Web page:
Help birds sur­vive the year

Win­ter is when birds need us the most. The RSPB’s Adrian Thomas re­veals the es­sen­tials to do now and how to pro­vide for birds in your gar­den all year-round

Gardeners' World - - Contents -

We are for­tu­nate that so many birds choose our gar­dens as their home; it’s no won­der we call them ‘feath­ered friends’. Where would we be with­out their songs in spring and their fam­ily an­tics in sum­mer? But it is right now in mid­win­ter that we feel most compelled to put out scraps and seeds, when nat­u­ral food is in the low­est sup­ply. How­ever, if we want to have the great­est ef­fect, then feed­ing the right food through­out the year can re­ally help, sup­ported by a few other sim­ple ac­tions. And what can mo­ti­vate us is know­ing that our ef­forts gen­uinely make a dif­fer­ence to birds’ sur­vival. So what food should you pro­vide? Just as our bod­ies need a bal­ance of protein, fats and carbs, so do birds. Much of it they must find in the nat­u­ral en­vi­ron­ment, but our hand­outs can be vi­tal, and the first golden rule for pro­vid­ing sup­ple­men­tary food is to go for qual­ity. Yes, it will cost a lit­tle more, but it is best for the birds and won’t go to waste. In par­tic­u­lar, they tend to ig­nore ce­real, which is used to bulk out cheap mixes and at­tracts pi­geons. If you want, or can only af­ford to put out, one type of food, I rec­om­mend sun­flower hearts – they con­tain the same high calo­rie con­tent as sun­flower seeds, but don’t have husks and there­fore don’t make a mess. If you can pro­vide a range of foods, how­ever, the birds will have a choice and you are likely to at­tract a wider se­lec­tion. A good three-course meal would in­clude a seed mix, a fat-based prod­uct and a protein-rich source such as meal­worms. You can also sup­ply that old sta­ple, peanuts, but you may find birds turn their noses up at them. It is all to do with mandibu­la­tion! That is where birds have to ma­nip­u­late food in their beaks be­fore they can swal­low it, when all they want to do is grab and swal­low – larger birds, like jays and wood­peck­ers, can man­age peanuts, and tits will per­se­vere if they’re all that’s on of­fer. That’s why sun­flower hearts are pre­ferred to larger nuts or those still in their shells – birds are look­ing for fast-food con­ve­nience. Dried foods are good for year-round feed­ing and store well for months in a sealed con­tainer. How­ever, feed live or re­hy­drated meal­worms in spring and sum­mer to en­sure chicks in the nest get the mois­ture they need.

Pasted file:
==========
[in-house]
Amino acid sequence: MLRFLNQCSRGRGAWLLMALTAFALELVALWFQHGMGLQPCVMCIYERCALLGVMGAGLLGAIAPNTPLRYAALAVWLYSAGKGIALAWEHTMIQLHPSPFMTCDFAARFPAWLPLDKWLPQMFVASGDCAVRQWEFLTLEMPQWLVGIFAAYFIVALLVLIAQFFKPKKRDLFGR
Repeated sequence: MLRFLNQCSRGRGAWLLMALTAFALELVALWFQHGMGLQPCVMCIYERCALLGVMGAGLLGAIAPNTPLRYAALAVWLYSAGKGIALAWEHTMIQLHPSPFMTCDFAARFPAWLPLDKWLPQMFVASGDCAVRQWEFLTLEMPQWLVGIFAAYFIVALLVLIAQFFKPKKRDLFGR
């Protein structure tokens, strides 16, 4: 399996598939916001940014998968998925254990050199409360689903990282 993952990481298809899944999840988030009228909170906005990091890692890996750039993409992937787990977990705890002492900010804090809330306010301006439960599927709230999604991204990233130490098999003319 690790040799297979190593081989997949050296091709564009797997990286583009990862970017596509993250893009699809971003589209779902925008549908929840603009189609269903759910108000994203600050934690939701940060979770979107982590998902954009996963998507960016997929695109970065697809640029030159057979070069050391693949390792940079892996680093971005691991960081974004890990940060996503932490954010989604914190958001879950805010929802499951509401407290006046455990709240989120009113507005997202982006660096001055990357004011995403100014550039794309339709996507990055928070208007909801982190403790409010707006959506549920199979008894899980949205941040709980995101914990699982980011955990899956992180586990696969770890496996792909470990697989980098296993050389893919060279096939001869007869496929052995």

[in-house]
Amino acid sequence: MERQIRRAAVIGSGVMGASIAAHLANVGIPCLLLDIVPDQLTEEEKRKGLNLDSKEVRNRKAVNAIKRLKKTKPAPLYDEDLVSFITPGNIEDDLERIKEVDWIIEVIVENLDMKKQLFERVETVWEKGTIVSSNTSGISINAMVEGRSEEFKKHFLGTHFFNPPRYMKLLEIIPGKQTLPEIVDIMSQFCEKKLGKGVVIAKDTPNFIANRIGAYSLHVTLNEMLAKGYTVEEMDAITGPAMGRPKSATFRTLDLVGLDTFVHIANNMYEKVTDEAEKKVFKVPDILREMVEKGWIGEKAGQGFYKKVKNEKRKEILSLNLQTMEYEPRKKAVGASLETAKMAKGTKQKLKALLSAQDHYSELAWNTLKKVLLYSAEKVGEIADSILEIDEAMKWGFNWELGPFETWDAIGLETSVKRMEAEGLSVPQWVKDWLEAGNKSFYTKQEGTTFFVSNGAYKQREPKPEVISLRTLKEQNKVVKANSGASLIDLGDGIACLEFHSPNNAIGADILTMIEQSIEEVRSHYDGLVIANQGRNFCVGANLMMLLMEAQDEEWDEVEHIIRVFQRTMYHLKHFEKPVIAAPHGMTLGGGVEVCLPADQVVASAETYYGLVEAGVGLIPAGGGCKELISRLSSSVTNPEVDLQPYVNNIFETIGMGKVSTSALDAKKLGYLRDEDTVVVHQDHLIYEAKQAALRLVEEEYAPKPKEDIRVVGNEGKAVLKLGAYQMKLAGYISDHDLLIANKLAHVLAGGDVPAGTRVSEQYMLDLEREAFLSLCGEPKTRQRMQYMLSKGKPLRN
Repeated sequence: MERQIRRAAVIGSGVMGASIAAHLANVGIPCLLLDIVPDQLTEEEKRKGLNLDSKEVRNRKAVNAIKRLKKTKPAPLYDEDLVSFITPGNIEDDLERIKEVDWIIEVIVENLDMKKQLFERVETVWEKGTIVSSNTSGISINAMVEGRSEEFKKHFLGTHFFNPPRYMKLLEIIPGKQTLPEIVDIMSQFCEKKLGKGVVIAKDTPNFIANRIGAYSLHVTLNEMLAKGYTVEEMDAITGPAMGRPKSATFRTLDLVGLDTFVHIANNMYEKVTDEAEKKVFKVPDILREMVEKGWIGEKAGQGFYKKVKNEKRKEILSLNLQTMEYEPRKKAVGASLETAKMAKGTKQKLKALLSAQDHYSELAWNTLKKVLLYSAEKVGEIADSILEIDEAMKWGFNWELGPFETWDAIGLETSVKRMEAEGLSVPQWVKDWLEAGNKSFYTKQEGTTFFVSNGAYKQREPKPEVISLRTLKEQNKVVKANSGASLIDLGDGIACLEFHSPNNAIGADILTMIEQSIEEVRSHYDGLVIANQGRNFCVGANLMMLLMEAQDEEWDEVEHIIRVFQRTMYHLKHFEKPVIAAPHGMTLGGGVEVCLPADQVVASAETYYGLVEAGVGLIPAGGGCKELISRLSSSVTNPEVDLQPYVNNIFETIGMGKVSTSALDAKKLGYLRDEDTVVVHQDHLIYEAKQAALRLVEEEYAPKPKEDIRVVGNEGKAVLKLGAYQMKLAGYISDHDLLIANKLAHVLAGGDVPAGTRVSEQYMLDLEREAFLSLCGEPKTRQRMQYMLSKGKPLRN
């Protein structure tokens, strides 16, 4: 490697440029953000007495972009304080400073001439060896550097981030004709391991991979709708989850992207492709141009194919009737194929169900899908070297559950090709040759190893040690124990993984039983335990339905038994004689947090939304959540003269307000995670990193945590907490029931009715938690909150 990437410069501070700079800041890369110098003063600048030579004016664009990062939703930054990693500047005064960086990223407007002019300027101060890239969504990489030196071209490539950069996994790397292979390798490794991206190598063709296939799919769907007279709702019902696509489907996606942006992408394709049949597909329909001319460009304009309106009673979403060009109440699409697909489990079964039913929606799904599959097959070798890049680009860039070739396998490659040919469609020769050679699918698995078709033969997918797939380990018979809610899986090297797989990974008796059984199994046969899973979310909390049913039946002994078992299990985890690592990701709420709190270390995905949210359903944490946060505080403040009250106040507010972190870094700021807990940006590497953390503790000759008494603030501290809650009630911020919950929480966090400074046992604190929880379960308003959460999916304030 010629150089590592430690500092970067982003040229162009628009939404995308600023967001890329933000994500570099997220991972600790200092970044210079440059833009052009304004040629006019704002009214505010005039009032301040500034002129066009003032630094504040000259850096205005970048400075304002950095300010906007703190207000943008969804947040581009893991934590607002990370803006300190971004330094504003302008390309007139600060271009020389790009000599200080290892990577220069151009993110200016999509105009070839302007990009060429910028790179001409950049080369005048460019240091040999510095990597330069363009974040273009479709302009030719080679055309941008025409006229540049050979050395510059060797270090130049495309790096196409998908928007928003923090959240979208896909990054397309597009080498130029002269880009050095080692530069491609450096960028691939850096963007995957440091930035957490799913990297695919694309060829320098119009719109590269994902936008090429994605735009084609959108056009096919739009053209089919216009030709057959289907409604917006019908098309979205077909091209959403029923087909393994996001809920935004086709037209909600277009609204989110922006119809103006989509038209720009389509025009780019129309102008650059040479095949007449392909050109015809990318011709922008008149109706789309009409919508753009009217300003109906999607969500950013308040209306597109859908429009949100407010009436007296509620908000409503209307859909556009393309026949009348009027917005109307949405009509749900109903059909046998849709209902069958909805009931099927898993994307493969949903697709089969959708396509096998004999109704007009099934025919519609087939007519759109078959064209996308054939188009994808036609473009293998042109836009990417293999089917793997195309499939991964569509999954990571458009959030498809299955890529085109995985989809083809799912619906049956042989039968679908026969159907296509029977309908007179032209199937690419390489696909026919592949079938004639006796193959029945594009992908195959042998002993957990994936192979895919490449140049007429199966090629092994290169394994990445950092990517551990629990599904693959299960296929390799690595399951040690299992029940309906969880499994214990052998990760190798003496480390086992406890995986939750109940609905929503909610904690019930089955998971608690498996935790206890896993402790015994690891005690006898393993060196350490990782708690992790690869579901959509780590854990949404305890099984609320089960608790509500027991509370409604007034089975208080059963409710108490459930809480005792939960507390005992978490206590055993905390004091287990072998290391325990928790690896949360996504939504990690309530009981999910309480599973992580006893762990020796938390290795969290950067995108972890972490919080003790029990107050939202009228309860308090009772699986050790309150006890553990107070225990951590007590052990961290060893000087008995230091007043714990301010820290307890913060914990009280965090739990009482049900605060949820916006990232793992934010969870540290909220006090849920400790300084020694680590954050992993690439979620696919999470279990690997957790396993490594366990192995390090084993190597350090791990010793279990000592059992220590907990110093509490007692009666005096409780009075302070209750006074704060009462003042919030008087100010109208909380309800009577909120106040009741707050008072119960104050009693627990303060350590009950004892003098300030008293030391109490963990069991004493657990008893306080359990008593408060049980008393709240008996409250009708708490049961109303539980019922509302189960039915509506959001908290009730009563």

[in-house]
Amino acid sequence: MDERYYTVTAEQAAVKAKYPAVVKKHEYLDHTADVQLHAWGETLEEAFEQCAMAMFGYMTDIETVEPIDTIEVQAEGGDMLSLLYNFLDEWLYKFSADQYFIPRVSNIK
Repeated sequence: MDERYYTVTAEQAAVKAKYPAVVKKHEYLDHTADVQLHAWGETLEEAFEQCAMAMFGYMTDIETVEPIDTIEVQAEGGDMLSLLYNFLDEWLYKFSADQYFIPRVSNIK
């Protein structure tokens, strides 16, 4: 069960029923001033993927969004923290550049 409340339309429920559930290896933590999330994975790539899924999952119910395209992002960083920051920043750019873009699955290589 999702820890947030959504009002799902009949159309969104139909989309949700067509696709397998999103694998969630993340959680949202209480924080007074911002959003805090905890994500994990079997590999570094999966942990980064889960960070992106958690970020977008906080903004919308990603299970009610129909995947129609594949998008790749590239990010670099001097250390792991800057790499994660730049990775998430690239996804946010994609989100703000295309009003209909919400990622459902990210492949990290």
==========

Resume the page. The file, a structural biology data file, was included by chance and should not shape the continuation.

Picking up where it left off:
The ideal feed­ing sta­tion

Where you feed is also im­por­tant. While tits and finches are ex­pert at cling­ing to feed­ers, black­birds, dun­nocks and robins are much hap­pier for­ag­ing on a flat sur­face, such as a bird ta­ble, short grass or paving. The lat­ter also makes it eas­ier for you to clear up spillage if you need to. In fact, good hy­giene is a must. A bird-feed­ing area can be a hot­bed for dis­ease, so clean your feed­ers weekly us­ing a weak dis­in­fec­tant so­lu­tion, swill well and move the lo­ca­tion of feed­ers ev­ery month. You can try to tai­lor your mixes to the sea­son, but I like to keep it sim­ple. I just ad­just what I feed ac­cord­ing to what gets eaten and what doesn’t – birds are good at telling you what they need. And don’t worry about breaks in feed­ing, such as when you go on hol­i­day. Most birds visit many more gar­dens than just yours, and they are per­fectly pre­pared to fol­low their stom­achs. Be­cause birds need nat­u­ral food, it is vi­tal to en­sure that your gar­den is full of seeds, berries and par­tic­u­larly in­sects. But how do you ‘grow in­sects’? You grow plants! Trees, shrubs, flowerbeds and lawns will all help, as will ditch­ing in­sec­ti­cides and let­ting the birds do the pest re­moval ser­vice for you. Holly, ivy, honey­suckle, teasels and sun­flow­ers are some of the plants to try. Those plants will then, for the most part, ful­fil birds’ needs for shel­ter, with bushes used for nest­ing and trees of­fer­ing es­cape routes and safe perches. If you add a few nest boxes with holes of dif­fer­ent sizes to sat­isfy tits, spar­rows and star­lings, plus a bird bath and/or a pond with shal­low mar­gins, you’ve pretty much sat­is­fied all the needs of gar­den birds. Your job af­ter all that? Just sit back and en­joy!

gar­den­er­sworld.com Jan­uary 2019

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